and as detailed here,
they managed to delay EN55022:2006 until 1st October 2011.
One of their attempts at obfuscating the system was to suggest the hype of "Smart Grids" could benefit from PLT, and therefore, the PLT industry should be allowed to continue
polluting the radio spectrum.
2 April 2009
WRITTEN QUESTION by Alejo Vidal-Quadras (PPE-DE) , Fiona Hall (ALDE) , Satu Hassi (Verts/ALE) , Pilar del Castillo Vera (PPE-DE) and Erika Mann (PSE) to the Commission
Subject: Standard EN55022 relating to smart grids deployment
Recent amendments to European standard EN55022 throw into jeopardy the future of powerline communications (PLC) technologies by imposing artificially low electromagnetic emissions
limits that will make it impossible to place PLC equipment on the EU market from October 2009. PLC technologies enable important applications, including cost-effective smart grid technologies, through their capacity to ensure efficient management of the energy grid, integrate renewable energy sources, and enable sustainable consumer behaviour. Smart grid technology has been endorsed in the EU's Strategic Energy Technology Plan and has a key role to play in helping Member States meet the European Union's 20-20-20 climate change commitments.
What actions is the Commission taking to ensure that the changes to the standard do not disrupt the deployment of powerline communications technologies from October 2009?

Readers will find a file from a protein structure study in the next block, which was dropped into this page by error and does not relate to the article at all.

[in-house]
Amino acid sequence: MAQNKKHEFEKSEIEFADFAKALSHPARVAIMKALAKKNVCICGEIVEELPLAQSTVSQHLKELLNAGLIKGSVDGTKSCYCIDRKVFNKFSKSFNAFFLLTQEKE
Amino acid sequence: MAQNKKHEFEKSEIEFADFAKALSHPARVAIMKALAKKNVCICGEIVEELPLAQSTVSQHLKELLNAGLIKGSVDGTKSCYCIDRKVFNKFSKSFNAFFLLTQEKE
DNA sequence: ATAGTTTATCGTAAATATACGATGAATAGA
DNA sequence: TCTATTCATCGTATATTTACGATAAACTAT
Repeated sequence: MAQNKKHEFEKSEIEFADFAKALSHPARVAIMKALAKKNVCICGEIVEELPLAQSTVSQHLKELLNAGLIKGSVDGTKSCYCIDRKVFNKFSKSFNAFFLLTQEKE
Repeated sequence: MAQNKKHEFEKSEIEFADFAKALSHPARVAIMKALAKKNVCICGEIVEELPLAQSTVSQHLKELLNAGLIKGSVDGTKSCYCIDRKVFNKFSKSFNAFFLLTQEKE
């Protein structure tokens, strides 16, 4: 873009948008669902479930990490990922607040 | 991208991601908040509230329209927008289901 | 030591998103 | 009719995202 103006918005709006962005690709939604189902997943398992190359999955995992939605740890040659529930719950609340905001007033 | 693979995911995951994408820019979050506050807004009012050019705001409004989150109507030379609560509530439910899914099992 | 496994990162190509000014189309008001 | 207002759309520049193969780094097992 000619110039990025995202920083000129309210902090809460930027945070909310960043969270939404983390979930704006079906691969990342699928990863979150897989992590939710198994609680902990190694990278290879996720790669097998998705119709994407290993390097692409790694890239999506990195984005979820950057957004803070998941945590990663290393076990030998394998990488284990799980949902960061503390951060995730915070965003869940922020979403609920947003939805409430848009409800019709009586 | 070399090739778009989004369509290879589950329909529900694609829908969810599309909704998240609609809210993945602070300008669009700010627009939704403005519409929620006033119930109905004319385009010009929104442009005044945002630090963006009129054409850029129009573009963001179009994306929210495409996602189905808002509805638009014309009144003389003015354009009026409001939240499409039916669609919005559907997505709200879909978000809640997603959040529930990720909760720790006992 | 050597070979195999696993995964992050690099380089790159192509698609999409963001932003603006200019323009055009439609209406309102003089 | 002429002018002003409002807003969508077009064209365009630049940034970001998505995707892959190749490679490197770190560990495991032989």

Can the Commission confirm that it intends to scrutinise the decision-making process within the relevant CENELEC working group to establish if the decision-making process complies
with the requirements for transparency laid down in Directive 98/34/EC(1)?
Does the Commission agree that it would be appropriate to maintain the existing EN55022:1998 standard beyond the expiry date of October 2009 to allow time for all relevant stakeholders
to jointly review the impact of the changes introduced in 2006, and for the relevant CENELEC working group, specifically established for that purpose, to run its course?
Does the Commission agree that allowing the EN55022:2006 standard to be the only way of demonstrating product conformity from October 2009 will disproportionately affect PLC technologies
at a time when Europe needs all relevant technologies to remain available if the EU is to achieve its climate change commitments, and be competitive in the multibillion Euro smart grid industry?
(1) OJ L 204, 21.7.1998, p. 37.
12 June 2009
Answer given by Mr Verheugen on behalf of the Commission
The Commission agrees with the assessment of the Honourable Members that powerline communications (PLC) are a promising technology for a wide range of important applications,
as e.g. one of the options to ensure communication of components of a smart grid and that their development should not be unduly hampered.